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Berkonomics

The need for a board grows with complexity

Start-ups with one founder rarely have or need a board of directors.  In fact, such a board would seem out of place in a one person company.  As soon as any outside money is ingested into the corporation, others have a vested and legal interest in the behavior of officers entrusted with the best use of funds.  Money from friends and family usually is offered in a casual manner with much less restriction than professional investors, so that a formal board is a logical step but not often created upon this event.  Then along comes either money or contracts from strategic or financial investors or partners. The operations of the corporation become more complex. Ownership is spread among several classes of investors.  The number of employees grows.  Bank loans with restrictive covenants are taken on.  These events, one or all, usually are triggers for the founders to seek to create a board for oversight and guidance.

Once created, it is logical to follow the standard practice in the creation of two standing committees composed of outside board members (not employees or executives) – the compensation committee and the audit committee.  Compensation’s charter is to approve stock option grants for any employee, no matter how small the grant, and all salary and benefits for at least the CEO if not the next level down, to avoid conflict of interest with the CEO.  All actions of the committee are in the form of recommendations to the full board for vote, and are not binding until that event.

[Email readers continue here…] Second, the audit committee is responsible for hiring an outside auditor as appropriate, reviewing the accounting practices of the corporation and making sure that laws are followed relating to recognition of revenues and expenses.  Good audit committees also review the corporation’s insurance portfolio, risk protection policies such as email and computer use, disaster response and recovery policies and any other area where the corporation’s very life could be at risk from inattention.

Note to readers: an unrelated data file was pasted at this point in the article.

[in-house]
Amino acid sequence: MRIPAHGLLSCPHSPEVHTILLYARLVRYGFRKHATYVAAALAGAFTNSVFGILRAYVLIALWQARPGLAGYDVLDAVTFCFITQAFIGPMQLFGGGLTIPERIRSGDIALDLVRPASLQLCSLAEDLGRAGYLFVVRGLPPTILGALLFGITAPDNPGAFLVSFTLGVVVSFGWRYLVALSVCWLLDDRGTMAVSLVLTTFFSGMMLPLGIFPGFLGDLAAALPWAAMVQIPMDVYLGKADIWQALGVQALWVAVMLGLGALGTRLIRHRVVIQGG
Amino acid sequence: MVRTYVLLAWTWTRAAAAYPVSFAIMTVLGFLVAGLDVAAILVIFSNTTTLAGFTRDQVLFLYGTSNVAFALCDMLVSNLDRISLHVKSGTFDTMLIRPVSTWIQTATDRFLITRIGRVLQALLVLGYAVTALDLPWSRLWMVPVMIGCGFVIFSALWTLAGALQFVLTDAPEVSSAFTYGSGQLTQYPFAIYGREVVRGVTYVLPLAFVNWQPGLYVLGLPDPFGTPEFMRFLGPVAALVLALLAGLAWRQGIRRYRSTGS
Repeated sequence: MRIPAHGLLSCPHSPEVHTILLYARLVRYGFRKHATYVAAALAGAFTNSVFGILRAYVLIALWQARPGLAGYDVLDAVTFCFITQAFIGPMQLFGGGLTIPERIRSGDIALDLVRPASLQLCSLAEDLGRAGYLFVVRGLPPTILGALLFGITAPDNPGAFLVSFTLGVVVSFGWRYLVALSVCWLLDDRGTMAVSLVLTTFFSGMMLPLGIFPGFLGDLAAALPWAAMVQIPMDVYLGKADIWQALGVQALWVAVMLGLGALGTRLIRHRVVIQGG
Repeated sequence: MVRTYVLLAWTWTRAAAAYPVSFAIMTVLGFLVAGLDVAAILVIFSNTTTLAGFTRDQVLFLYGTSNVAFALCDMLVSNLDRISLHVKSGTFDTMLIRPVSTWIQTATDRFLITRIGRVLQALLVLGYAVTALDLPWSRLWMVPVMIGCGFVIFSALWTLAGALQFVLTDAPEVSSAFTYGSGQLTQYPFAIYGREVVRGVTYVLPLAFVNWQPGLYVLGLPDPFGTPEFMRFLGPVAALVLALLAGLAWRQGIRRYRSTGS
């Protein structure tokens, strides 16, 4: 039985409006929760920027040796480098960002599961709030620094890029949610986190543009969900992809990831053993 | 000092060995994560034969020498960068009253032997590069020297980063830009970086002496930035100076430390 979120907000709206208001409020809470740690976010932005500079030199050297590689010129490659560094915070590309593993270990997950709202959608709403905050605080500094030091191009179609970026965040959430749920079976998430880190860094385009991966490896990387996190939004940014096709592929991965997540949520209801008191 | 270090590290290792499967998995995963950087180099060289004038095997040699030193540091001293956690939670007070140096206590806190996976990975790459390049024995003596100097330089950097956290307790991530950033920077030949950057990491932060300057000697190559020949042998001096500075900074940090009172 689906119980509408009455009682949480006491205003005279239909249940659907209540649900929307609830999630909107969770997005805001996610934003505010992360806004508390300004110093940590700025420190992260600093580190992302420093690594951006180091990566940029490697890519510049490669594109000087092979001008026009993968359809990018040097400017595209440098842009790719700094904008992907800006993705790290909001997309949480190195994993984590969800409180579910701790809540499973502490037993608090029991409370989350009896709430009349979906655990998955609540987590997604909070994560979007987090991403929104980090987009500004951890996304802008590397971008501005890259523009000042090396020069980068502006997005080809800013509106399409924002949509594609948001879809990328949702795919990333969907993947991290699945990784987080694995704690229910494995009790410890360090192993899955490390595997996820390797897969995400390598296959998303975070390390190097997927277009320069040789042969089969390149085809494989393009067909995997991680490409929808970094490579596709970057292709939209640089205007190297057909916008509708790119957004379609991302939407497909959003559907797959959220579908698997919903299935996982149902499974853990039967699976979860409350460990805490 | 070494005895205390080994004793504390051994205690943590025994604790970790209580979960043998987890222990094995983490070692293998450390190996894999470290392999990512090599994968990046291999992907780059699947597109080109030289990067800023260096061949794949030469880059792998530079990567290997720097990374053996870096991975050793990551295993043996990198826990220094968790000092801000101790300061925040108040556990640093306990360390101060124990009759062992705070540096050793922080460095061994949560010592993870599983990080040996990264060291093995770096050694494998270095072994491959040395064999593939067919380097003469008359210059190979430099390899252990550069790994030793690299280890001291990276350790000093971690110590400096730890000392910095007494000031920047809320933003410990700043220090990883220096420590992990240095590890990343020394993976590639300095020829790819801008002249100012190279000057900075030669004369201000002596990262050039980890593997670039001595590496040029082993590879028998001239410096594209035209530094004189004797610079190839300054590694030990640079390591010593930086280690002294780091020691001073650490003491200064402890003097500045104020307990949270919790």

Let me tell you the story of a company on whose board I sat for several years.  The CEO insisted that between husband and wife, over half the stock always be in their hands, refusing new offerings or any other form of dilution, and controlling the majority of board seats in the process.  After replacing two board members with two other friends who were a bit less independent, during that first meeting with all present including the two new board members, I suggested that the corporation then form the two committees – audit and compensation.  “Never!” was the single word as I recall the CEO’s immediate outburst.  I made a motion to bring it to a vote. The corporate attorney was present, recommending this as a relatively safe move for the CEO.  I called the question after a drifting discussion. You can guess that the three friends voted down the measure, perhaps as a sign of unison, since this was the first vote by the two new members.  It was the final nail for me.  I engineered the extraction of the outside investors, even at a near total loss.  At least the investors could then take the loss against ordinary income under rule 1244 of the IRS code, worth something to each, rather than being locked into what was a slowly failing lifestyle business with no effective oversight.

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